Houston Chronicle

Exploring China — without the headaches

- By Irene S. Levine

It can be daunting for first-timers to visit China, given the challenges posed by language, culture, population density and vast distances between major cities.

That’s why a cruise through this part of the world is a convenient, efficient way for rookies to avoid many of these hassles.

Last March, my husband and I took a 10-day cruise on the 900-passenger Crystal Symphony from Hong Kong to Beijing, with ports of call in Xiamen, Shanghai and Dalian, and a three-day land extension in Beijing. This itinerary showcased the trio of must-see cities - Hong Kong, Shanghai and Beijing — allowing us to experience them in a way we wouldn’t have been capable of doing on our own, especially within such a short time frame.


Our cruise began from a terminal embedded in the centrally located Harbour City mall. This luxury megaretail complex with its three hotels, 450 stores and 50 food outlets offered an initial glimpse at how Westernize­d China has become since Mao Zedong launched the Cultural Revolution in 1966.

A flotilla of flat-bottomed sampans, junks with red sails and vintage ferries paraded past our ship on Victoria Harbor. Skyscraper­s dazzled along the shore during the nightly 13-minute light show synchroniz­ed to music.

That afternoon, we opted for one of Crystal Cruises’ myriad shore excursions, this one exploring daily life in Hong Kong.

The tour began with a comfortabl­e bus ride to Tin Hau Temple, one of the city’s oldest. With more than 600 temples — half of them Buddhist — Hong Kong has a rich spiritual tradition. The restored 18th-century temple, still active with worshipper­s, was painted in characteri­stic yellow, red and green with incense coils suspended from the ceiling.

Even in this cosmopolit­an city, many traditions endure. We passed streets with laundry drying outside windows of high-rise apartments and visited a “wet market” with live animals, where traditiona­lists shop twice daily for meat, seafood and vegetables.


A small fishing village until 1842, Shanghai became a commercial trade center thanks to its strategic location on the Huangpu River, a branch of China’s longest river, the Yangtze.

Like Hong Kong, Shanghai is a fusion of old and new. The ship docked within walking distance of the waterfront area called the Bund, lined with block after block of historical buildings. By bus, we headed for a 45-second, high-speed elevator ride to the observatio­n deck atop the 88-story Jin Mao Tower, its post-modern octagonal design based on the Chinese lucky number eight.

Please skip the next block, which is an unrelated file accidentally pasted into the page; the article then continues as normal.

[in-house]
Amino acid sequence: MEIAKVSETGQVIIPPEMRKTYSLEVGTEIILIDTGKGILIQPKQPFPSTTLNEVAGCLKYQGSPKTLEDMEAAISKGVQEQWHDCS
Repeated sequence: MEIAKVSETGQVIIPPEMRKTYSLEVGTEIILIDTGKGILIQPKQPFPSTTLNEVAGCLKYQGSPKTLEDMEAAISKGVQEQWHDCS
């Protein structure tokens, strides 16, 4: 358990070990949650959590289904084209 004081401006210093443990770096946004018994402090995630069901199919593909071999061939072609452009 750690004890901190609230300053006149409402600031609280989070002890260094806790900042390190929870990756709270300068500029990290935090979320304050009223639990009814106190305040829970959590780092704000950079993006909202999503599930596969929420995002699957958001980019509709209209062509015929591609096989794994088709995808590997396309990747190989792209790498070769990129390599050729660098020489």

After exploring People’s Square, the political and cultural center of Shanghai, we lunched at the Jin Jiang Hotel, which has received heads of state since 1929. Other stops: the Old City with its colorful souvenir shops and dumpling houses, and Yuyuan Garden, a sprawling public garden with a teahouse, pagodas and bridges dating to the Ming Dynasty.

One of Crystal’s bespoke tours (with a private driver and guide) took us to the French Concession, a posh area administer­ed by France and popular with foreigners from the mid19th to mid-20th centuries.

On our last day in town, we took an optional excursion to a former Jewish neighborho­od once known as Little Vienna. An older guide with roots in the community spoke passionate­ly about the successive waves of Jewish immigratio­n. The Chinese welcomed Jews who arrived in Shanghai after the Holocaust and helped them rebuild their lives.


With its congested roadways, severe air pollution and scarcity of English spoken (even by taxi drivers), Beijing can be especially intimidati­ng to Westerners. Our bus driver patiently navigated traffic jams, and Crystal Cruises had negotiated access through special gates at some tourist attraction­s to avoid human gridlock.

“Stay together like sticky rice,” cautioned one guide.

We wandered through the maze of narrow streets and alleys and joined hoards of domestic tourists at two UNESCO World Heritage Sites: Forbidden City, a museum of 980 buildings that was once an imperial palace, and Temple of Heaven, where emperors prayed for a good harvest. In the surroundin­g park, seniors played mahjong and cards, practiced tai chi and harmonized in song. That night, Crystal arranged a formal off-ship dinner with musical performanc­es at the Great Hall of the People.

The literal and figurative high point of the trip was climbing a section of the 30-foot-tall Great Wall, a fortificat­ion hand built by slaves and prisoners of war that measures at least 5,500 miles by most estimates.

On shore, we savored local favorites such as Peking duck, hand-pulled noodles, dumplings, tea eggs and youtiao (Chinese doughnuts). Onboard we enjoyed molecular gastronomy in the ship’s elegant dining room; breakfast buffets, with a few Asian staples, and gourmet meals.

One might reasonably argue that this voyage, called China in Depth, wasn’t truly deep or immersive. But it was a fascinatin­g, headache-free introducti­on to the country and ramped up our confidence in returning as independen­t travelers.

 ?? Jerome Levine / TNS ?? The Great Wall measures at least 5,000 miles long.
Jerome Levine / TNS The Great Wall measures at least 5,000 miles long.

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